When I came back, the mother of the girl was also there and all four of us stood and gazed at the oblivious rodent. “He’s rather sweet”, said one of the girls. I always find it heartening when people are not scared of small furry things.

I scooped the vole up and popped them into a box. I got the slightest of nibbles – which did not break the skin – so I felt as if there was still some feistiness left, a good sign. I told my long-suffering husband what was going on and left him to find food/shelter/water etc for our guest.

When a message went out on the Whatsapp for the road, the little rodent was quickly christened ‘the Community Vole’.

When I got back, the Community Vole was having a little nibble at some muesli but clearly they were not well. There was that slight tremor I have seen before in mice that have eaten something poisoned, either by rat/mouse poison, or from their food plants being sprayed with pesticide or herbicide. But bank voles only have a lifespan of a year, so s/he could simply be getting to the end of their natural life. I realised that s/he was much too weak and wobbly to be released into a night-time garden full of cats and foxes. Plus, if s/he was poisoned, anything that ate them would also pick up some of the toxin.

Meantime, the street was full of suggestions for Community Vole’s name.




But in between the jollity there was genuine concern for the well-being of this small animal.

I put some bedding into the box, made sure there were various kinds of food (grass, grapes, cashew nuts, sunflower seeds), covered the box and found a quiet spot for it. If the vole rallied by the next morning, I could release them. If they were still unwell, I would see if I could find a vet. But in my heart I knew that this little one was on its way out.

Next morning, they were tucked up in their bed, dead.

People were genuinely sad that s/he had died. There are an estimated twenty-three million bank voles in the United Kingdom but there is something about seeing an individual animal, or person, that activates our empathy. It is easy to dismiss whole rafts of animals as ‘vermin’ and frighteningly easy to do that to people as well. But when we hear the story of one creature or person we can somehow understand and start to build connections. Maybe that is how we save ourselves, one story at a time?

6 Responses leave one →
  1. Cherub permalink
    October 19, 2023

    The story of the little vole made me sad this morning, but I’m glad this little creature was shown kindness in his final hours. Kind deeds cost nothing.

  2. October 19, 2023

    Two great stories, albeit one was sad… Thank you, Bug Woman.

  3. Gilbert O'Brien permalink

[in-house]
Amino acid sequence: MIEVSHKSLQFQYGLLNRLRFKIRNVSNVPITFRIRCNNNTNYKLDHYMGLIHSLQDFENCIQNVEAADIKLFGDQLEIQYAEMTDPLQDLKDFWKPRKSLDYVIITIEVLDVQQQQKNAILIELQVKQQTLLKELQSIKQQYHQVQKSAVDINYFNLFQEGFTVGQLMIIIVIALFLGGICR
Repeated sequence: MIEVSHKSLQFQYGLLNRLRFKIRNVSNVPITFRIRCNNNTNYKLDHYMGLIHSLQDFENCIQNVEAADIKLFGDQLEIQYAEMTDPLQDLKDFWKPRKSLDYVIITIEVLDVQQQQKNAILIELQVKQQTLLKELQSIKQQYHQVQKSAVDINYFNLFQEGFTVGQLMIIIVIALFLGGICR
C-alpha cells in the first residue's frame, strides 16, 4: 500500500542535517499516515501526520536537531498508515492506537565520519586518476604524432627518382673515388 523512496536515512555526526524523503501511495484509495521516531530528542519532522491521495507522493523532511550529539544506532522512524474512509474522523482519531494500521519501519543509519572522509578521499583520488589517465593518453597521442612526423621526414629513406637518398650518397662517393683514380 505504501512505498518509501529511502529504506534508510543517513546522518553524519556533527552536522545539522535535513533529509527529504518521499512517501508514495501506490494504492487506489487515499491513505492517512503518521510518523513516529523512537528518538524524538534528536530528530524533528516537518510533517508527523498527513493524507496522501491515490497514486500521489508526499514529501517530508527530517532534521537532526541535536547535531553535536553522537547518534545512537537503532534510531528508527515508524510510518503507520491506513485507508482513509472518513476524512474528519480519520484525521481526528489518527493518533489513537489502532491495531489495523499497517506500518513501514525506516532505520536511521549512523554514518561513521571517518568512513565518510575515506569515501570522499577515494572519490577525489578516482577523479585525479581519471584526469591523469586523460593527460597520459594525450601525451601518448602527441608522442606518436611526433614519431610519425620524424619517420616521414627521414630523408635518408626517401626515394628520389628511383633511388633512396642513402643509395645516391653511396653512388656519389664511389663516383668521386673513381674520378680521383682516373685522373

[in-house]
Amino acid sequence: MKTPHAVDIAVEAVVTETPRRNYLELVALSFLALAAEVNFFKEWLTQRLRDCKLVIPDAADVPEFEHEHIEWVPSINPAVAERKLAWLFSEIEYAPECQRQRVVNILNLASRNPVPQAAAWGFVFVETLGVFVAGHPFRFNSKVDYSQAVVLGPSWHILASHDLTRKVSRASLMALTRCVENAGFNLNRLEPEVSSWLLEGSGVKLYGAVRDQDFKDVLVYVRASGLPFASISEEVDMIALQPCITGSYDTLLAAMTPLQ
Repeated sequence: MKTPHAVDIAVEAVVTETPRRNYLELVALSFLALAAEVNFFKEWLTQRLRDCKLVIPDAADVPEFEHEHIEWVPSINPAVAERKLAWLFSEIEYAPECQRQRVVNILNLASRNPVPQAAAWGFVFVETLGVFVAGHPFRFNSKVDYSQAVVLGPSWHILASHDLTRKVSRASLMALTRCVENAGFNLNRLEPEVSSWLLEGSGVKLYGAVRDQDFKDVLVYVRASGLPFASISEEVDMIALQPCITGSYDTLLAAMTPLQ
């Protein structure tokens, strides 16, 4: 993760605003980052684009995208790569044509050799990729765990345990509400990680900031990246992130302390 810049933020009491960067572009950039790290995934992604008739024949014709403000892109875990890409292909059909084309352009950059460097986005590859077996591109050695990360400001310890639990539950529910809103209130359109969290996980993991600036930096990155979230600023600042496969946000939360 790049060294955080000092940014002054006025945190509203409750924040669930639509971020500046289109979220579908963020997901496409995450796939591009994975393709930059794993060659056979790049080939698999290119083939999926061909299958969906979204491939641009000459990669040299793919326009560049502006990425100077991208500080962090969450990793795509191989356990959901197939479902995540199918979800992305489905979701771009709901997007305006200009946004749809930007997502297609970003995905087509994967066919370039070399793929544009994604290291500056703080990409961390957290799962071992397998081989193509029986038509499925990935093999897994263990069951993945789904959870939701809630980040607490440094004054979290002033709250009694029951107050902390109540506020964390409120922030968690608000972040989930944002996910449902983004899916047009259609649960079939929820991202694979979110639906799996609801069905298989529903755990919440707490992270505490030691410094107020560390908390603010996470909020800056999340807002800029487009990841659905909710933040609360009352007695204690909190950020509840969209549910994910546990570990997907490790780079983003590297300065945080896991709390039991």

October 19, 2023

    Some interesting and entertaining stories here, but in the end the fact that the writer feels obliged to anthropomorphize her animals to the extent that she imposes her woke ideas of gender identity on the poor unsuspecting creatures make me certain I won’t read her again. If her focus is gender identity, let her write about that; if it’s about the natural environment in an urban setting, write about that.

  4. October 19, 2023

    Loved learning more about owls. They are present in our very-rural region, and now I feel better informed about their wonderful calls-and-responses. I think it is probably my favorite outdoor sound. I love to hear the cadence, seemingly bouncing from one hill to another.

    A good friend, photographer Sarah Blodgett, has specialized in bird photography
    (avian photography?) in recent years, and has produced some of the most beautiful photos of these creatures. She has such patience, to wait from afar, and not disturb them……..and as a result has captured them in a whole range of activities. My favorite portrait shows a little solitary owl who has just dropped off to sleep, looking so cozy and at home within his tree trunk.

    Thank you, Bug Woman — and GA.

  5. October 19, 2023

    Thank you, Gentle Author! And for those wondering about the language in the piece on the vole, you can read an explanation of what I was trying to do below.

  6. Dave Hall permalink
    October 19, 2023

    Thank you Bug Woman , as I started to write this I heard a Barn Owl….anyway , I was particularly touched by the Vole story .
    I live near Tel Aviv and sadly the term vermin is frequently used by so called leaders and their supporters on both sides.
    Youre story reminded me that their are still a few decent thoughtful people in this world.